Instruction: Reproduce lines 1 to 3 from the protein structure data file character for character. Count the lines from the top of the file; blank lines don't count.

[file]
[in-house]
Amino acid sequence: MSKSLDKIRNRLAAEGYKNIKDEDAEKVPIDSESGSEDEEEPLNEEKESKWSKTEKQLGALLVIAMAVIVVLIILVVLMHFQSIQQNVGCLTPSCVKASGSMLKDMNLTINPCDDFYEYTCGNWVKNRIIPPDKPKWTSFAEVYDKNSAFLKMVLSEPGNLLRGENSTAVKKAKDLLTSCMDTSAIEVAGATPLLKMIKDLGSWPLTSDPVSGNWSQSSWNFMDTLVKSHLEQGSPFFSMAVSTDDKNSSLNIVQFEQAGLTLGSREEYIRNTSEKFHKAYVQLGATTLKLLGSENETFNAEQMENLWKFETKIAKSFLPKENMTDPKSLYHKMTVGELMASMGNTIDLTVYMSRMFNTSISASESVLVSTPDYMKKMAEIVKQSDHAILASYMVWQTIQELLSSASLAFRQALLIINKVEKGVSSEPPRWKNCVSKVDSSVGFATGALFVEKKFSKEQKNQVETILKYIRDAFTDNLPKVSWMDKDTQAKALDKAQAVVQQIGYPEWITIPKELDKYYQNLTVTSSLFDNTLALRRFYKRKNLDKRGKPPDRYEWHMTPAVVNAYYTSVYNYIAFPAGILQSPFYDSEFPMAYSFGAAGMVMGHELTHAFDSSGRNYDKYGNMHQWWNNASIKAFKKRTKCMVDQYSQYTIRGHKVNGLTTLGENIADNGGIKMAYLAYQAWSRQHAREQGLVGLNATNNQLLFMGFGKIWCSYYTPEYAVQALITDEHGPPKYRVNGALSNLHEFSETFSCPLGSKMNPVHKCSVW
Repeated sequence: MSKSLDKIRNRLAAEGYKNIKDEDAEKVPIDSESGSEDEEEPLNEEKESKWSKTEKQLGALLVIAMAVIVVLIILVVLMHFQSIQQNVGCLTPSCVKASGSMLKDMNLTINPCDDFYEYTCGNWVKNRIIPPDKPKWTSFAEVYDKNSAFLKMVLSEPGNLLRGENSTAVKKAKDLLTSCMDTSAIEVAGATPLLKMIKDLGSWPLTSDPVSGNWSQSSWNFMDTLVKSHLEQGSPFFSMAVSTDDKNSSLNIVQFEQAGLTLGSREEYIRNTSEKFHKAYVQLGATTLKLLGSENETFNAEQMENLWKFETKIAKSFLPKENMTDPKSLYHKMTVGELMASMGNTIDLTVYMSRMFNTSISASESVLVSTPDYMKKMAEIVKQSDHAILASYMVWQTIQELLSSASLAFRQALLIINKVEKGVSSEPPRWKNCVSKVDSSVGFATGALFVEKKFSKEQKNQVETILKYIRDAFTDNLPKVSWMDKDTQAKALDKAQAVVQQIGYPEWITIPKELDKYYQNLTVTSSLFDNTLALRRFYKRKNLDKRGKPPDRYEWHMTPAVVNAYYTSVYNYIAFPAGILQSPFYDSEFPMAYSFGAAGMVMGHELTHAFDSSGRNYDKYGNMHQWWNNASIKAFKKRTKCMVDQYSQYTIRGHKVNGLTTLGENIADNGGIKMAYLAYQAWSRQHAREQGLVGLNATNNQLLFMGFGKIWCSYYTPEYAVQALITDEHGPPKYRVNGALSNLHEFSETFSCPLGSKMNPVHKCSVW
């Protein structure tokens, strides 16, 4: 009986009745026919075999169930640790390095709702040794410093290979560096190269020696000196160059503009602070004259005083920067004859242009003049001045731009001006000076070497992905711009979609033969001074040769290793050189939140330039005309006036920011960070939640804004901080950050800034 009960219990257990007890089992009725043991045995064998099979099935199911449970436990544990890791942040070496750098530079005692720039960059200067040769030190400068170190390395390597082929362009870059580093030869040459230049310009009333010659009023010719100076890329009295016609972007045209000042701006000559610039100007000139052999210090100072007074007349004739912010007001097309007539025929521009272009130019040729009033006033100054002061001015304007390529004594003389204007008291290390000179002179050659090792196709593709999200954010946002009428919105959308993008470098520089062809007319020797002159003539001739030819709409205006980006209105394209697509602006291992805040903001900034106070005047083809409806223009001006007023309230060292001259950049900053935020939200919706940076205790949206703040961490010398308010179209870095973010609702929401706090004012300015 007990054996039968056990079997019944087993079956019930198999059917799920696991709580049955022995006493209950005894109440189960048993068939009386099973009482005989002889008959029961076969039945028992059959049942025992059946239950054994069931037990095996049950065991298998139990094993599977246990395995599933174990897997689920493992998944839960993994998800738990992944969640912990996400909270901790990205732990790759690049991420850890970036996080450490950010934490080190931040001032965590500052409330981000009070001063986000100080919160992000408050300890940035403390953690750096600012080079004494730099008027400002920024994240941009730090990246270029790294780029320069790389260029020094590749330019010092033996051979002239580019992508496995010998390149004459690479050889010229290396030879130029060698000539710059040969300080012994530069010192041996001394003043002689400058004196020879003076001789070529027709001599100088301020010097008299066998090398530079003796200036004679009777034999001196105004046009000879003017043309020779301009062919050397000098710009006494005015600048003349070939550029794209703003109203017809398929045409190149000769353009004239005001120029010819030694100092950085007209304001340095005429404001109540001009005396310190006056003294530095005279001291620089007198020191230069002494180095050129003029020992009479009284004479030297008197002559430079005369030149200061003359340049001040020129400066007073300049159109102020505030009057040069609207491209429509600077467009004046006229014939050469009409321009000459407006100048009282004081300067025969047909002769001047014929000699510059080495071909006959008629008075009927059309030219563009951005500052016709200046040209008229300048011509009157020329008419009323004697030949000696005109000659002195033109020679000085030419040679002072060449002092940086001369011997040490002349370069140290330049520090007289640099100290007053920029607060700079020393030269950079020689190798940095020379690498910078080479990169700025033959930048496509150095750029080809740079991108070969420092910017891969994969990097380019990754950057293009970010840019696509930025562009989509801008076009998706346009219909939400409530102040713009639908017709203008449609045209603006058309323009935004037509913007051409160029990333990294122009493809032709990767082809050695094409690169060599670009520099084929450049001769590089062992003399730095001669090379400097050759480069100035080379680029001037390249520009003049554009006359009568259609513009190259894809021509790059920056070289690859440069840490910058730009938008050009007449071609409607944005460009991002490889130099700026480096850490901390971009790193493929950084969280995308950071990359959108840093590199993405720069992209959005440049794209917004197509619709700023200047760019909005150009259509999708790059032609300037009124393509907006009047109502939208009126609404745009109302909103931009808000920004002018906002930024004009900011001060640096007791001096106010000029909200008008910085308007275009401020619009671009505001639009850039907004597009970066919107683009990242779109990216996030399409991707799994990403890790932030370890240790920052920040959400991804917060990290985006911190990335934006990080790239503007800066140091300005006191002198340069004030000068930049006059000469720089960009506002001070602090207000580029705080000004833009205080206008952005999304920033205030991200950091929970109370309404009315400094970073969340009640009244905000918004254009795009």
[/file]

[in-house]
Amino acid sequence: MSKSLDKIRNRLAAEGYKNIKDEDAEKVPIDSESGSEDEEEPLNEEKESKWSKTEKQLGALLVIAMAVIVVLIILVVLMHFQSIQQNVGCLTPSCVKASGSMLKDMNLTINPCDDFYEYTCGNWVKNRIIPPDKPKWTSFAEVYDKNSAFLKMVLSEPGNLLRGENSTAVKKAKDLLTSCMDTSAIEVAGATPLLKMIKDLGSWPLTSDPVSGNWSQSSWNFMDTLVKSHLEQGSPFFSMAVSTDDKNSSLNIVQFEQAGLTLGSREEYIRNTSEKFHKAYVQLGATTLKLLGSENETFNAEQMENLWKFETKIAKSFLPKENMTDPKSLYHKMTVGELMASMGNTIDLTVYMSRMFNTSISASESVLVSTPDYMKKMAEIVKQSDHAILASYMVWQTIQELLSSASLAFRQALLIINKVEKGVSSEPPRWKNCVSKVDSSVGFATGALFVEKKFSKEQKNQVETILKYIRDAFTDNLPKVSWMDKDTQAKALDKAQAVVQQIGYPEWITIPKELDKYYQNLTVTSSLFDNTLALRRFYKRKNLDKRGKPPDRYEWHMTPAVVNAYYTSVYNYIAFPAGILQSPFYDSEFPMAYSFGAAGMVMGHELTHAFDSSGRNYDKYGNMHQWWNNASIKAFKKRTKCMVDQYSQYTIRGHKVNGLTTLGENIADNGGIKMAYLAYQAWSRQHAREQGLVGLNATNNQLLFMGFGKIWCSYYTPEYAVQALITDEHGPPKYRVNGALSNLHEFSETFSCPLGSKMNPVHKCSVW
Repeated sequence: MSKSLDKIRNRLAAEGYKNIKDEDAEKVPIDSESGSEDEEEPLNEEKESKWSKTEKQLGALLVIAMAVIVVLIILVVLMHFQSIQQNVGCLTPSCVKASGSMLKDMNLTINPCDDFYEYTCGNWVKNRIIPPDKPKWTSFAEVYDKNSAFLKMVLSEPGNLLRGENSTAVKKAKDLLTSCMDTSAIEVAGATPLLKMIKDLGSWPLTSDPVSGNWSQSSWNFMDTLVKSHLEQGSPFFSMAVSTDDKNSSLNIVQFEQAGLTLGSREEYIRNTSEKFHKAYVQLGATTLKLLGSENETFNAEQMENLWKFETKIAKSFLPKENMTDPKSLYHKMTVGELMASMGNTIDLTVYMSRMFNTSISASESVLVSTPDYMKKMAEIVKQSDHAILASYMVWQTIQELLSSASLAFRQALLIINKVEKGVSSEPPRWKNCVSKVDSSVGFATGALFVEKKFSKEQKNQVETILKYIRDAFTDNLPKVSWMDKDTQAKALDKAQAVVQQIGYPEWITIPKELDKYYQNLTVTSSLFDNTLALRRFYKRKNLDKRGKPPDRYEWHMTPAVVNAYYTSVYNYIAFPAGILQSPFYDSEFPMAYSFGAAGMVMGHELTHAFDSSGRNYDKYGNMHQWWNNASIKAFKKRTKCMVDQYSQYTIRGHKVNGLTTLGENIADNGGIKMAYLAYQAWSRQHAREQGLVGLNATNNQLLFMGFGKIWCSYYTPEYAVQALITDEHGPPKYRVNGALSNLHEFSETFSCPLGSKMNPVHKCSVW